New York – Chipper Jones was surprised to hear former teammate Brian Jordan call him out on a nationally syndicated radio show when Jordan said the veteran third baseman should train harder and stretch more to avoid injuries.
“Until I talk to B.J. I’m going to have to reserve judgment,” said Jones, who returned to the Braves’ lineup Sunday after leaving Saturday’s game with a sore right hip.
“B.J.’s not a switch-hitter, so he doesn’t go through the same things I do. B.J. doesn’t know what I do in the offseason, doesn’t see my workout regimen. He’s not in here 24/7.”
Jordan, a broadcaster for Braves’ pregame and postgame shows and Triple-A Gwinnett TV games, said on a MLB Network Radio that he wasn’t sure if Jones, 38, was “dedicating himself” to staying healthy.
“He leaves you scratching your head because, you know, it’s been a problem, especially his obliques the last couple years,” Jordan said. “I think he just doesn’t think he’s aging.
“As you get older, you’ve got to work out a little harder to prevent injury and I’m not sure if he’s really dedicating himself, his body, to doing that, because I was really surprised to see that oblique injury pop up so early this season. [Jones recently missed three games with an oblique muscle strain in his side].
“He said he worked out, he got himself in better shape but, you know. I know the fans, I know myself … we’re all scratching our heads and we’re just crossing our fingers that he can stay healthy.”
Co-host Jim Bowden asked, “So, Brian, you think that he’s getting hurt because he’s not working out hard enough and staying in shape at his age?”
Jordan answered: “Uh, you know what, I really believe so. I think at some point when you start getting older, you really have to do the extra things. You’ve got to get in that whirlpool, you’ve got to stretch, and really work hard to keep your flexibility before you get out there on the field. And I’m not sure if he’s dedicating himself to doing that.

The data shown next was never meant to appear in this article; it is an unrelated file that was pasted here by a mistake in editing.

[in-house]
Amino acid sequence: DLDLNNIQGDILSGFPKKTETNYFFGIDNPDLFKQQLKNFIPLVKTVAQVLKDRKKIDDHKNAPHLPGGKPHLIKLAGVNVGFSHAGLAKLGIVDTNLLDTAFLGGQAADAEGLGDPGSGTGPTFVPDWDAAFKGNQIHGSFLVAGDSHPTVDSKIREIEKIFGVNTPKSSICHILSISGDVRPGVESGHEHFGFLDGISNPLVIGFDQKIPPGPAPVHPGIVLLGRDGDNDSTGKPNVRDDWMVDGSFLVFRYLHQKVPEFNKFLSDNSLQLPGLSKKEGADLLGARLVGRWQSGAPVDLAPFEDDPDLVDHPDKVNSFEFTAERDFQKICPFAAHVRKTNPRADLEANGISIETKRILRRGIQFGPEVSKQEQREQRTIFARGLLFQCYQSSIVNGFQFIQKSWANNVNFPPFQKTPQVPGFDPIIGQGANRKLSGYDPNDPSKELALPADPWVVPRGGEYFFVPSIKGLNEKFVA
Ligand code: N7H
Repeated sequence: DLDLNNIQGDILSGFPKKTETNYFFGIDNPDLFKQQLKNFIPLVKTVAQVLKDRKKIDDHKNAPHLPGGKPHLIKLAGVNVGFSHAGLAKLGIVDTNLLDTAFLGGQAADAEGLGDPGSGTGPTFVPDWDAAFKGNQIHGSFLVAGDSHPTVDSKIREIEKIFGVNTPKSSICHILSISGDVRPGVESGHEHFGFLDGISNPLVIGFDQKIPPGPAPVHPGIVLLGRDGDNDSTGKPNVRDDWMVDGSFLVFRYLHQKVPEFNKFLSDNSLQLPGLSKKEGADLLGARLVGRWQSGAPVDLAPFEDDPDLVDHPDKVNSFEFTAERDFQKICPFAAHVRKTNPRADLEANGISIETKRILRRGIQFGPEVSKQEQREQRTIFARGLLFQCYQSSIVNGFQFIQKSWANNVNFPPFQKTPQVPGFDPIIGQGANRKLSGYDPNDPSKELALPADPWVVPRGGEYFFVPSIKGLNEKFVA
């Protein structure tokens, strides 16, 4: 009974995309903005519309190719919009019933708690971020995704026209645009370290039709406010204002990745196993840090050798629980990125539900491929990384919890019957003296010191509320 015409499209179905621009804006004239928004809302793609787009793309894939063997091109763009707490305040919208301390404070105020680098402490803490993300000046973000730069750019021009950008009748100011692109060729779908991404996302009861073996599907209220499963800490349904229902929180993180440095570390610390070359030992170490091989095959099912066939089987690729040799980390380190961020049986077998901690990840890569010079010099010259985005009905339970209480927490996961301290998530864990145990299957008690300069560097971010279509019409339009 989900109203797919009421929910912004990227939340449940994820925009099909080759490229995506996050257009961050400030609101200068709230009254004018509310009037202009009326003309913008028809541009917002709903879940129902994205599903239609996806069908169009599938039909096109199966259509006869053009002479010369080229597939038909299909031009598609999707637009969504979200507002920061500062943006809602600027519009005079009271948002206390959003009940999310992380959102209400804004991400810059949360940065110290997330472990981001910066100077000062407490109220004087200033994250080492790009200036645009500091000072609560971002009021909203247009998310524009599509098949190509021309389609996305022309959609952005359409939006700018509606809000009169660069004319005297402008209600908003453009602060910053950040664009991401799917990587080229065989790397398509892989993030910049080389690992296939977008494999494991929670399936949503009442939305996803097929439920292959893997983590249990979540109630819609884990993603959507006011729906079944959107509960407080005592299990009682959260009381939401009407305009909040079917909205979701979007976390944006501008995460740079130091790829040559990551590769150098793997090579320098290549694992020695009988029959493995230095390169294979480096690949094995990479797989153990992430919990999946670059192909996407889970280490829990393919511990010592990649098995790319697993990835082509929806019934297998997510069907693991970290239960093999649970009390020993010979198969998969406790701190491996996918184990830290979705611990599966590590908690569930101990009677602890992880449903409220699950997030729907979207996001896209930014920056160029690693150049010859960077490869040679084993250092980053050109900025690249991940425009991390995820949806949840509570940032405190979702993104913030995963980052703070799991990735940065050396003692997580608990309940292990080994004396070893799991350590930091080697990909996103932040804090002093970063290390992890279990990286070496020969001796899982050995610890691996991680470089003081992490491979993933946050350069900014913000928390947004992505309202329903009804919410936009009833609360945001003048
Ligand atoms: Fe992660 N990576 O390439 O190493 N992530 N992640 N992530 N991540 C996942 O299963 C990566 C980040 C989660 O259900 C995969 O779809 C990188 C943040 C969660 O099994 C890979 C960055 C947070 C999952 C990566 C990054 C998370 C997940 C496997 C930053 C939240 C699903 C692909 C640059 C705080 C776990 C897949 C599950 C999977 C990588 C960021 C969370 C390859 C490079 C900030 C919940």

“He’s so used to — you know, I played with him so long — just sitting around and waiting for the game, and take a couple jogs and go play. But as you get older, you know, you cannot do that. You’ve gotta go the extra mile to be ready to play.”
Jones said, “I would have hated for something to be taken out of context and cause a big to-do over it. I’m sure that we’ll talk at some point. But I don’t even know why I was the topic of conversation to begin with. Doesn’t make any sense to me.”
Jordan was a Pro Bowl defensive back before switching full-time to baseball and playing 15 seasons through 2006. He played five years with the Braves in two stints, 1999-2001 and 2005-2006, then retired at 39.
Because of injuries, Jordan played more than 140 games only three times in his career, including a high of 153 games in 1999 for Atlanta.
“Yeah, I mean, for somebody who missed three times as many games as I have over a shorter period of time, it’s a little….” Jones said, without finishing the thought.
“And the thing about it is, I stretched every day for five months, and chasing a fly ball still tore my hamstring when I was playing left field [in April 2004]. So to get on my stretching program or whatever he was commenting on, doesn’t make any sense.
“When you play baseball at its highest level, and play it at the speed we play it, you’re going to get hurt. You’re going to have things go wrong. He’s right to a certain extent — as you get older, things are going to break down. But [Jordan's comments were] kind of out of left field, for me.”
Jones said after leaving Saturday’s game in the third inning that he expected to miss at least a few games. However, when he woke Sunday he said the hip felt better and that he could swing well enough from the left side to play.
He called hitting coach Terry Pendleton and told him, “Tell Bobby [Cox] that I’m in.”
Braves trainers told Jones that he likely has an inflamed bursa sac in the right hip.